I am grateful to my professor, Dr. Joseph Huffman, for introducing me to Joan of Arc this semester. As we progress through the transcript of her trial in the coming weeks, I hope I will better comprehend with greater fullness the woman she was–a task which may never be completely achieved. Because unlike movie characters, historical figures are complex and ever-changing. They can’t be easily captured in a few words on a page or a few minutes on a movie screen. Nonetheless, we still have lots to learn from them.

Joan of Arc and Women’s Suffrage

Inez_Milholland_-_Suffrage_parade_LOC_2616372790_cropped

Inez Millholland

Why did suffragists wear medieval costumes? Mary Dockray-Miller answers this question with the help of scholarship from Holly McCammon, Annelise Madsen, Maria DiCenzo, and Kate White.

Here is a taste:

In the 1910s, U.S. suffragists emulated and expanded on the British women’s movement’s interest in medieval costume as part of their parades (or “pageants,” their preferred term). Medieval costume became a standard feature of the American suffrage parade throughout the decade, with one participant often designated specifically as Joan of Arc. These medievalist pageant performances allowed suffrage advocates to embody a quasi-military activism that was chronologically distant enough to be perceived as unthreatening to contemporary gender roles.

The most famous example of the medievalist impulse in the suffrage movement is Inez Milholland, who dressed as a medieval herald as she led the Women’s Suffrage pageant through Washington D.C. on March 3, 1913. With her crown, sweeping white cape, flowing hair, white horse, and riding gloves shaped like armored gauntlets, Milholland provided a medievalist representation of the glamour of the suffrage movement. Her reputation as the most beautiful of the American suffragists only enhanced that glamour. She rode confidently astride her herald’s horse, not in the more demure side-saddle posture.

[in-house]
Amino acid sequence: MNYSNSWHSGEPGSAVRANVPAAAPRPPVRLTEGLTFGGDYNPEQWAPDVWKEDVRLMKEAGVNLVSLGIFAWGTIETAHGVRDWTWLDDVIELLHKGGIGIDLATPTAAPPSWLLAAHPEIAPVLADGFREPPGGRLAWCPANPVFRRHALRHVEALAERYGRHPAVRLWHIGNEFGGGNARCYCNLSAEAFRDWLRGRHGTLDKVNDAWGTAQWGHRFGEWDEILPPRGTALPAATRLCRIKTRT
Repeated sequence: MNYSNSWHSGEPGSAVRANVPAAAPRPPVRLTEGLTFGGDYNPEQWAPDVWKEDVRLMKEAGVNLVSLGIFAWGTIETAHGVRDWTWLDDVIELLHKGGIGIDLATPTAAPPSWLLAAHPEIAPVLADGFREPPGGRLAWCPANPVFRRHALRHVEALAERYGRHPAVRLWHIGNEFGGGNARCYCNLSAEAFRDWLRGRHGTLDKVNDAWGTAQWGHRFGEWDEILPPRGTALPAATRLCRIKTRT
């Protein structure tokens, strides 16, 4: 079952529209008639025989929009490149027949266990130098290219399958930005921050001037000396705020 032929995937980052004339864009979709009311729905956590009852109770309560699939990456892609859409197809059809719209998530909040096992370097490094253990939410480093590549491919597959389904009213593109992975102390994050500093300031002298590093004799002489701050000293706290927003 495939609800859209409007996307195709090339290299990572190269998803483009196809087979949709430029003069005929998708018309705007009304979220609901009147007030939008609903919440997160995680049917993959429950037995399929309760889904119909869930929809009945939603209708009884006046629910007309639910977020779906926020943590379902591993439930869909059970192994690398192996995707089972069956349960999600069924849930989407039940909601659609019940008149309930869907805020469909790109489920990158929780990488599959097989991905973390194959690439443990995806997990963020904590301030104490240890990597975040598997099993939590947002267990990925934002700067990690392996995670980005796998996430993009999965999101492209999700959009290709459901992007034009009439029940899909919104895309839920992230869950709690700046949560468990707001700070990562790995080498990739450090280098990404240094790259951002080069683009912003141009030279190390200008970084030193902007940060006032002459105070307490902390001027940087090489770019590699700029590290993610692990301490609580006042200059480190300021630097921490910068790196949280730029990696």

Read the entire piece here.

Out of the Zoo: “Cathedrals”

Notre Dame 2

Annie Thorn is a first-year history major from Kalamazoo, Michigan and our intern here at The Way of Improvement Leads Home.  As part of her internship she will be writing a weekly column for us titled “Out of the Zoo.”  It will focus on life as a history major at a small liberal arts college. This week she writes about Notre Dame and the meaning of churches. –JF

I can tell you a lot more about old church buildings now than I could have at the beginning of the semester, when I started taking Professor Huffman’s “Knights, Peasants, and Bandits” class here at Messiah College.

Specifically, I’ve been learning about Medieval parish churches, and the important events that often took place inside them. For one, I found out that in Medieval villages, godparents rushed babies to the local parish church immediately after they were born, so that they could be quickly baptized in the baptismal font inside. Years later, if those babies were fortunate enough to reach adulthood, they often got married in the shadow of the same church building, on the front steps. Churches held mass, and remained at the center of holidays and celebrations of all kinds; church buildings were, and still are, places where Christians and non-Christians alike gather, socialize, and carry out their lives.